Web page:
John Beaumont, Kt., C.J.
1. This is an appeal against an order in darkhast proceedings made by the First Class Subordinate Judge of Nadiad. The plaintiffs obtained a judgment against the respondents or their predecessors-in-title for the sum of eleven thousand odd rupees. They obtained that judgment on September 23, 1930. In 1933 they filed the present darkhast asking for sale of certain immoveable property of the debtors, and an interim receiver until sale. At the hearing they asked for the appointment of a receiver by way of execution as an alternative to an order for sale. The learned Judge held that certain of the lands sought to be attached were unrecognised sub-divisions of a bhag, and therefore were not attachable under the Bhagdari and Narwa-dari Act (Bom. V of 1862), and he held that in respect of land which was not attachable under the Act, the Court could not appoint a receiver. I agree with the learned Judge's finding that the lands in question are unrecognised sub-divisions of a bhag, and that point has not been, and could not have been, seriously contested. That being so, the only real question is whether the lands can be attached in execution either by means of a sale or by the appointment of a receiver. Section 1 of the Bhagdari Act provides that no portion of a bhag or share in any bhagdari or narwadari village other than a recognised sub-division of such bhag or share, shall be liable to seizure, sequestration, attachment or sale by the process of any civil Court, and no process of such Court shall be enforced so as to cause the dismemberment from any such bhag or share or recognised sub-division thereof, of any homestead, and so forth. Section 3 provides that it shall not be lawful to alienate, assign, mortgage or otherwise charge or incumber any portion of any bhag or share in any bhagdari or narwadari village other than a recognised sub-division of such bhag or share. In the face of Section 1 of the Act, it is, I think, perfectly clear that the property sought to be attached cannot be sold in execution, but it is argued that the Court can appoint a receiver of the rents and profits of such property, and there is a certain attractiveness about the argument, because I am disposed to agree with Mr. Pandya that the appointment of a receiver of the rents and profits would not come within the mischief at which the Act was aimed, namely, the subdivision or dismemberment of bhagdari lands. But we have to deal with the very precise language of Section 1. It seems to me that to appoint a receiver of the land would amount to seizure or attachment of the land, and that such appointment is therefore prohibited by the Act. Courts of equity have always been willing to assist a creditor who cannot get paid and who is unable to enforce legal execution because of some peculiarity in the property sought to be attached. Where a difficulty of that sort exists, a Court of equity would appoint a receiver. But Courts of equity have always refused to allow their jurisdiction to be invoked in order to render property attachable which is not attachable at law, see for example, Holmes, v. Millage  1 Q.B. 551, and as to the general principles on which Courts acted in appointing receivers by way of equitable execution, see In re Shepkard: Atkins v. Shephard (1889) 43 Ch. D. 131. But then it is argued that we might appoint a receiver of the rents and profits of the land as and when they come to the hands of the debtor, and that we might direct the debtor to hand over such rents and profits to the receiver. So far as the money sought to be attached consists of rent payable under a contract to the debtor, I apprehend that any such moneys could be reached in execution by the ordinary method of attachment by garnishee proceedings. So far as the profits of the land are concerned, if the receiver is himself to take those profits, it can only be by entering into possession of the land, and to empower him to do that, would be, as I have said, to disregard the words of Section 1. If we appoint a receiver of the profits to be made by the judgment-debtor out of the land, then we are' really appointing a receiver of unearned income which, at the moment, has no existence, and the Court never appoints a receiver of possible future earnings. In my opinion, therefore, although there is, no doubt, something to be said from the point of view of abstract justice on behalf of the order for which the appellant asks, the language of the Bhagdari Act is too strong for us, and prevents us making any such order. I think, therefore, the judgment of the learned Judge was right, and that we cannot make any order on these darkhast proceedings in respect of the lands which form unrecognised sub-divisions of a bhag. The appeal, therefore, must be dismissed with costs. Costs to be set off against the moneys due to the decree-holder.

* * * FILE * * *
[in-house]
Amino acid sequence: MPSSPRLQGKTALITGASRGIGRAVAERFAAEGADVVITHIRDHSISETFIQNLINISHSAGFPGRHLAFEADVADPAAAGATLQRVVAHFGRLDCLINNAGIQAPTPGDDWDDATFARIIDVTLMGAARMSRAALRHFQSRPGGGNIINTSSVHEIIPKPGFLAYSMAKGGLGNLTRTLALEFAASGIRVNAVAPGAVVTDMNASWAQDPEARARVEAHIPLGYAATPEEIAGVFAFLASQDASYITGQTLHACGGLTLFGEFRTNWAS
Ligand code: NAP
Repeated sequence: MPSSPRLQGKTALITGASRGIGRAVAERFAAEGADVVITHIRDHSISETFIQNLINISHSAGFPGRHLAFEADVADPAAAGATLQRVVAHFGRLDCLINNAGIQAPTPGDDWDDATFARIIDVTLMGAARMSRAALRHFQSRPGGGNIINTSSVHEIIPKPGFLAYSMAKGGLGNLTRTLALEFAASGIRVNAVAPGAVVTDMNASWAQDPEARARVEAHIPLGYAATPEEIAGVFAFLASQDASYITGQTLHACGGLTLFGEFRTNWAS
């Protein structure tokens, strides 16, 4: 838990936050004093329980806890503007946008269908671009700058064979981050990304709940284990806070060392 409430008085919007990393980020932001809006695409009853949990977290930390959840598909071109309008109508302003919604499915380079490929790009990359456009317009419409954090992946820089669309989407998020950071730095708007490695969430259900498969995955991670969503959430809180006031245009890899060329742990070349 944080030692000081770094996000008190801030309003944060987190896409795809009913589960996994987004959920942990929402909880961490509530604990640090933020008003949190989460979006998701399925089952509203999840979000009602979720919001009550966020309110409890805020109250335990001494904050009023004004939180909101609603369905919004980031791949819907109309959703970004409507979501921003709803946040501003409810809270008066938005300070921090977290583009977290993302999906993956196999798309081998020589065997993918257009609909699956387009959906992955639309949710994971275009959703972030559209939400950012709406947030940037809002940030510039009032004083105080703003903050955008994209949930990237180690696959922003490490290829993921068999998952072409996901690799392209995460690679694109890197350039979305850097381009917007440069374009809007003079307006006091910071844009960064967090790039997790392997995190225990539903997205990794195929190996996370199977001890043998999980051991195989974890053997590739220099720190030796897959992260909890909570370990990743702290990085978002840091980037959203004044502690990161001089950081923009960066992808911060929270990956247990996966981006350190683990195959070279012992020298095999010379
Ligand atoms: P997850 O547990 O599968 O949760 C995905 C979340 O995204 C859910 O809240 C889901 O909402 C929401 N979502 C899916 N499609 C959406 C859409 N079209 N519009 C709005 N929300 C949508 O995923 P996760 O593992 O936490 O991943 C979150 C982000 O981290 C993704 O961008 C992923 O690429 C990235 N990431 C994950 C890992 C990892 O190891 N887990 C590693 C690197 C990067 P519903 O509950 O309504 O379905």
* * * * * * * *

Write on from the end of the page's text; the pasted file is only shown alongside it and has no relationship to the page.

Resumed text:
2. I agree. This appeal raises a somewhat novel point under the Bhagdari and Narwadari Tenures Act. The judgment-creditor applies for execution of the decree by the appointment of a receiver for certain lands of the judgment-debtor which form part of an unrecognised sub-division of a narwa and as such are not liable to seizure, sequestration, attachment or sale by the process of any civil Court under Section 1 of the Act. As they are not liable to seizure or attachment by the process of any civil Court, it is clear that a receiver cannot be appointed to take them in his possession and management because that would amount to their seizure or attachment by the Court through its officer. But, it is contended, the judgment-debtor could be directed to hand over whatever income he receives from them to a receiver who would hand it over to the Court towards the satisfaction of the decretal amount. It is well-recognised that a receiver of possible future income of property cannot be appointed because such income is not by itself definite property of the judgment-debtor at the time of the receiver's appointment. Moreover, it would be infructuous or at any rate inconvenient to appoint such receiver as he. cannot himself manage the judgment-debtor's interest in the lands, and will have to find out its real income for himself. The difficulty is aggravated in the present case by the fact that there are, along with the judgment-debtor, co-sharers in the joint holding who are not affected by the decree. I agree, therefore, that the appointment of a receiver in execution is neither legal nor convenient in the present case.